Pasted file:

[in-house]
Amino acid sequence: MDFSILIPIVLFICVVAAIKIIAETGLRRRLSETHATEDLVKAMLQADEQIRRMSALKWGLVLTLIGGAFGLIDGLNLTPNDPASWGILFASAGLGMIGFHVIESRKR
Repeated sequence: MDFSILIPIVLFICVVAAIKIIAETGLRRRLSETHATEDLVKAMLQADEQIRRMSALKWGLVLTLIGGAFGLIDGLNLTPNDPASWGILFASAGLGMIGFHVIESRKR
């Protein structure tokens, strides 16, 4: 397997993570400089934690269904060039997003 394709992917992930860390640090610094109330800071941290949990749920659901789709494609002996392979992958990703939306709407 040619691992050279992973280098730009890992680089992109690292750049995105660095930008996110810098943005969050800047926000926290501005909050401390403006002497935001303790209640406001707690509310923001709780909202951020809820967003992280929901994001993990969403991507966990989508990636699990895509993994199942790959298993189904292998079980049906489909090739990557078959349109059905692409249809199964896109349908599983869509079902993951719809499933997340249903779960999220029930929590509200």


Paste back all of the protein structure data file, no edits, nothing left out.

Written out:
[in-house]
Amino acid sequence: MDFSILIPIVLFICVVAAIKIIAETGLRRRLSETHATEDLVKAMLQADEQIRRMSALKWGLVLTLIGGAFGLIDGLNLTPNDPASWGILFASAGLGMIGFHVIESRKR
Repeated sequence: MDFSILIPIVLFICVVAAIKIIAETGLRRRLSETHATEDLVKAMLQADEQIRRMSALKWGLVLTLIGGAFGLIDGLNLTPNDPASWGILFASAGLGMIGFHVIESRKR
């Protein structure tokens, strides 16, 4: 397997993570400089934690269904060039997003 394709992917992930860390640090610094109330800071941290949990749920659901789709494609002996392979992958990703939306709407 040619691992050279992973280098730009890992680089992109690292750049995105660095930008996110810098943005969050800047926000926290501005909050401390403006002497935001303790209640406001707690509310923001709780909202951020809820967003992280929901994001993990969403991507966990989508990636699990895509993994199942790959298993189904292998079980049906489909090739990557078959349109059905692409249809199964896109349908599983869509079902993951719809499933997340249903779960999220029930929590509200």